There is no plan to hike pump price, the Nigerian National Petroleum Corporation (NNPC) said on Tuesday.
Group General Manager, Group Public Affairs Division, Dr Kennie Obateru, dismissed rumours about an imminent upward review of petrol price.
He told The Nation: “NNPC has not increased its ex-depot price. I am certain that NNPC is not likely to increase its ex-depot price in February.”
According to him, NNPC has a stock of petrol that can last for over 40 days. He allayed fears about scarcity of the product.
Obateru urged the Department of Petroleum Resources (DPR) to clamp down on the marketers hoarding petrol.
“We have sufficiency for almost 40 days. If people are hoarding or increasing their prices, it is for the DPR to look into it,” he said.
The Independent Petroleum Marketers Association of Nigeria (IPMAN) urged the Federal Government to return subsidy to Premium Motor Spirit (PMS) as landing cost has soared to N180 per litre.
IPMAN’s National Vice President, Alhaji Abubakar Maiganidi, told The Nation the government should either deregulate the product fully or subsidise it.
Maigandi was reacting to the latest fuel scarcity in Lagos.
Asked whether there was an upward review of the pump price, he said: “Most of the private depots are selling petrol for between N160 and N164 per litre instead of N148 per litre.”
The Major Oil Marketers of Nigeria (MOMAN) denied that there was an increment in the pump price of petrol.
It wondered whether any fuel marketer was getting supply from any source other than the NNPC
MOMAN Chairman, Tunji Oyebanji, said none of his members has hiked fuel price, adding that all marketers currently source products from the NNPC.
He said since the Federal Government claimed it has deregulated the downstream oil sector, marketers were at liberty to sell at any price reflecting their operational cost.
He said if the unilateral fuel price hike had come from some of his members, the government would have wielded the big stick.
Oyebanji said the Federal Government desired to deregulate the downstream oil sector, adding that if that had taken place, the price would have gone up astronomically.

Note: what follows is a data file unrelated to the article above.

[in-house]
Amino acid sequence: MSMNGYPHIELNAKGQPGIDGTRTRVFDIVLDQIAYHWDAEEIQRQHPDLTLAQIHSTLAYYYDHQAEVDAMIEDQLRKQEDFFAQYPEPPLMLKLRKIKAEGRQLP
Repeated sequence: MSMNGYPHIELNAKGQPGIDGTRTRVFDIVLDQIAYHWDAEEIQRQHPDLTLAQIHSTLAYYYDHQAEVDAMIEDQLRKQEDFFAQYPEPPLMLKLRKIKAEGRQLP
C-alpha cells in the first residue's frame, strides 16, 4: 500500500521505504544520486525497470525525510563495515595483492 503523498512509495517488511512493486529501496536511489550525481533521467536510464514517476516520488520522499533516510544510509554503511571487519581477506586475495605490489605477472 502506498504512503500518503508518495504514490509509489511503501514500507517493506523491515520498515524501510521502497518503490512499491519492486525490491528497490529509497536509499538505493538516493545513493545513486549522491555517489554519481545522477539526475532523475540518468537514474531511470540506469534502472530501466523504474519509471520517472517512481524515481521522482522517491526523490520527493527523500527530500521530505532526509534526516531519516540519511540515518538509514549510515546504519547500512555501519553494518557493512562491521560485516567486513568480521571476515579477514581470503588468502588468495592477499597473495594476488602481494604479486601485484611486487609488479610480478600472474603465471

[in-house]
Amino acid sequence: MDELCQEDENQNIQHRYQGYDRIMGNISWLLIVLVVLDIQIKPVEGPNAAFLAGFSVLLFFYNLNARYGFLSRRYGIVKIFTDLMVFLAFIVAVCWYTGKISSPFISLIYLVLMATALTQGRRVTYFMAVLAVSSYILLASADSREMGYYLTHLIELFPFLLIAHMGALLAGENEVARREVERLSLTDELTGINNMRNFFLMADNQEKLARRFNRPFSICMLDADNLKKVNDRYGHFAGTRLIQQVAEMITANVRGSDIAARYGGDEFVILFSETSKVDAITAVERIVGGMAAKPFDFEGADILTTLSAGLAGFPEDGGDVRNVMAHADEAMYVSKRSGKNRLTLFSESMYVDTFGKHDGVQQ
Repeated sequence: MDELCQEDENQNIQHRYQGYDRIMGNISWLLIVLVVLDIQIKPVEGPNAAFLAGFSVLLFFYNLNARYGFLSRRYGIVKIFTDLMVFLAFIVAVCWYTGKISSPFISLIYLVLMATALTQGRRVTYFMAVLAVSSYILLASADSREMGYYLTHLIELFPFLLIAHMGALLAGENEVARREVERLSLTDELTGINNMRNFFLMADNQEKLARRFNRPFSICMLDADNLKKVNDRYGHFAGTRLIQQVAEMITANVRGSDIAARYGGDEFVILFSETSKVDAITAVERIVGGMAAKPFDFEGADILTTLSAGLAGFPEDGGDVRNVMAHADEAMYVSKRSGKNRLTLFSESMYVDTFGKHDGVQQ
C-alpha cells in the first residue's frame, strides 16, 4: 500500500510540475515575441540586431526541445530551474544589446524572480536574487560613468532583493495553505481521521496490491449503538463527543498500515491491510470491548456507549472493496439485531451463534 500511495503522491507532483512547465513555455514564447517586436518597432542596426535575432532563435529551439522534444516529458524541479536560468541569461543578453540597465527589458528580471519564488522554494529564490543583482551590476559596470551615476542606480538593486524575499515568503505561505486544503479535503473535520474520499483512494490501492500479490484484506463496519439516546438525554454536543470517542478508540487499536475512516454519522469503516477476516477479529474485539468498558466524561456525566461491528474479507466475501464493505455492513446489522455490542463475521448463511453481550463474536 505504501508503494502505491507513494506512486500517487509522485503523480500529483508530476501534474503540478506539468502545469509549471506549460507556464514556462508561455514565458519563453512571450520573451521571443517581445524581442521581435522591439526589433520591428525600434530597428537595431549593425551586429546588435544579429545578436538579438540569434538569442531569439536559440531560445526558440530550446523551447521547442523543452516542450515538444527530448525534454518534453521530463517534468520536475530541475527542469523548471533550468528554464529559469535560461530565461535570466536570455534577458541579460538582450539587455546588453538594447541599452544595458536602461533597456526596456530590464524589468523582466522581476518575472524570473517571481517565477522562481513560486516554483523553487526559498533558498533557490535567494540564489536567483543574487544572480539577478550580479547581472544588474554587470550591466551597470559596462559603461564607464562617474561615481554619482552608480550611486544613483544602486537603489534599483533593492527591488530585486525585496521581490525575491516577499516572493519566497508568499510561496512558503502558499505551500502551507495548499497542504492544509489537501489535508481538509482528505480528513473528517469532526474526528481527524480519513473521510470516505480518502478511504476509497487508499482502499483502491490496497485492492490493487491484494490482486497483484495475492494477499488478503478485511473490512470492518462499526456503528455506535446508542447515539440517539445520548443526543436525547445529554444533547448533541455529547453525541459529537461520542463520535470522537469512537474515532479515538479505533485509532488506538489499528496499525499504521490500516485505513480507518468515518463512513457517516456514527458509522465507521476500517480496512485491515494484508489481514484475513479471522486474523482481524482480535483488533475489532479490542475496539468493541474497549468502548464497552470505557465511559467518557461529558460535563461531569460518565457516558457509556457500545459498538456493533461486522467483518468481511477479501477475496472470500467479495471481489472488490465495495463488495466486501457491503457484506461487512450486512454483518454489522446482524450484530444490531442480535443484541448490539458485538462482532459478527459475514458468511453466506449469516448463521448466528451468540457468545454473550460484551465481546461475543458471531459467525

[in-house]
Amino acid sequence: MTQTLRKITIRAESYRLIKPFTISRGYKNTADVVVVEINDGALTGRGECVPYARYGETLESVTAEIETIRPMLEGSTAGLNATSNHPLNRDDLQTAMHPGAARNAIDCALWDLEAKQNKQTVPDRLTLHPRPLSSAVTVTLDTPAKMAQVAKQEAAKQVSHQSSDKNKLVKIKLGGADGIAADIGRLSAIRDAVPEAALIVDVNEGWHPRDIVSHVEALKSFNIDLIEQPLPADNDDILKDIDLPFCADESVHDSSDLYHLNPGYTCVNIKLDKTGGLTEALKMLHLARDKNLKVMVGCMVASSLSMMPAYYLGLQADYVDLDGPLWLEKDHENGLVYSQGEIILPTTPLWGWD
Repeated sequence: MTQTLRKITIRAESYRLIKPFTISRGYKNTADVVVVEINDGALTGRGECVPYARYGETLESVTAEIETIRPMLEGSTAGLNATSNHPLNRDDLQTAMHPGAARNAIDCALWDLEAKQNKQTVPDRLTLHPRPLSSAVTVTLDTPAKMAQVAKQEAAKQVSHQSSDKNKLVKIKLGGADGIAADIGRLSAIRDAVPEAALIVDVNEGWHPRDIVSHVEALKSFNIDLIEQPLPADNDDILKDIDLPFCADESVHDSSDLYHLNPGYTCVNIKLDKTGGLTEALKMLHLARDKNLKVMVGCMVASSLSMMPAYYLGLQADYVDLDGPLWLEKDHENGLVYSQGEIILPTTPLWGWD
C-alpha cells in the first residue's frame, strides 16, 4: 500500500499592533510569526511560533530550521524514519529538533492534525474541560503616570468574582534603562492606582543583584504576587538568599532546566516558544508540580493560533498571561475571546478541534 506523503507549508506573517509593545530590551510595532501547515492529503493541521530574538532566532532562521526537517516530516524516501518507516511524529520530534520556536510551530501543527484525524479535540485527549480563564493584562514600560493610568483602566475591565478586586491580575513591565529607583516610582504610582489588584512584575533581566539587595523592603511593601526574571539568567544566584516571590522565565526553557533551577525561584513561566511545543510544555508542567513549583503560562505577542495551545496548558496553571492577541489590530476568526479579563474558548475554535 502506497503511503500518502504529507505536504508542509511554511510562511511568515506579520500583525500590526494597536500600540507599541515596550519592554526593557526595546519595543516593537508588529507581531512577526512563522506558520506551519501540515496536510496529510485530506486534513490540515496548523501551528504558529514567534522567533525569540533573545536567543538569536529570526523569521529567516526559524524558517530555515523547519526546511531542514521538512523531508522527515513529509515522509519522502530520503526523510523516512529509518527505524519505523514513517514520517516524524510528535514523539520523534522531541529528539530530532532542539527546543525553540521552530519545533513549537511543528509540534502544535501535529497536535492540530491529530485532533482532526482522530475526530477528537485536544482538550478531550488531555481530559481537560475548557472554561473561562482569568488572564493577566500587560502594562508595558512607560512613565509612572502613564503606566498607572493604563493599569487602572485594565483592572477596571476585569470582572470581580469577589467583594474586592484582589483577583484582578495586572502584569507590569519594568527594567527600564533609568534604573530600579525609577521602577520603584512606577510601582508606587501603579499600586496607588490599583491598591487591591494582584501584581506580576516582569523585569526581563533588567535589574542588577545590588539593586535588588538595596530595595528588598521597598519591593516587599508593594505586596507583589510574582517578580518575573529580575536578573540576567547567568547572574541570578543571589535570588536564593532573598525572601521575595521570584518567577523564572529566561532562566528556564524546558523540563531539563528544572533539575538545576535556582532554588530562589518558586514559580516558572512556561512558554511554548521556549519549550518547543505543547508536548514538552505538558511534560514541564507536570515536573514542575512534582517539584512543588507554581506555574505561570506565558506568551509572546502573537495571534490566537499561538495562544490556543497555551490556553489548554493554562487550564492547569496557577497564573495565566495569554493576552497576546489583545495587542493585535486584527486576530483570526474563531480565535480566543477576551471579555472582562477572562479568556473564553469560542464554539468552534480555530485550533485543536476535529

He said the government was in consultation with Labour to avoid a steep rise in petroleum products prices.
Consumers resorted to panic buying of petrol products across some states, resulting in fuel queues along some routes in the Lagos metropolis.
Many fuel stations adjusted their fuel pump prices from N162.50k to N165 per litre, while others went as high as N170.00 per litre.
Some filling stations shut their outlets altogether.
In Ado Ekiti, the Ekiti State capital, the queues that returned to petrol stations at the weekend subsided yesterday.
At the First Blessing filling station along Satellite Campus Road, Federal Polytechnic, Ado Ekiti, petrol was sold at N175 per litre, while at NNPC retail outlet along the popular Bank Road in the city, it was sold at N65 per litre.
In the Federal Capital Territory (FCT), the product was still being sold at between N162 to N162.50 per litre, which is still within the N160 and N165 band set by the government when crude traded just above $43 per barrel four months ago.
West Texas Intermediate (WTI) for March traded above $60 yesterday, while the Brent April contract on the Intercontinental Exchange settled at $63. Both crude benchmarks added over 12 per cent in value since the beginning of February.
Maigandi said the existence of different prices was an indication of a shortfall, which the marketers are asking the government to subsidise.
“The Federal Government should bring back the subsidy or deregulate the petrol market completely since the landing cost is N180/litre”.
Asked why the marketers are not patronising the NNPC depots where the price is still official, he said: “You cannot get the product from NNPC depots. NNPC depots will ask you to queue up at the depot.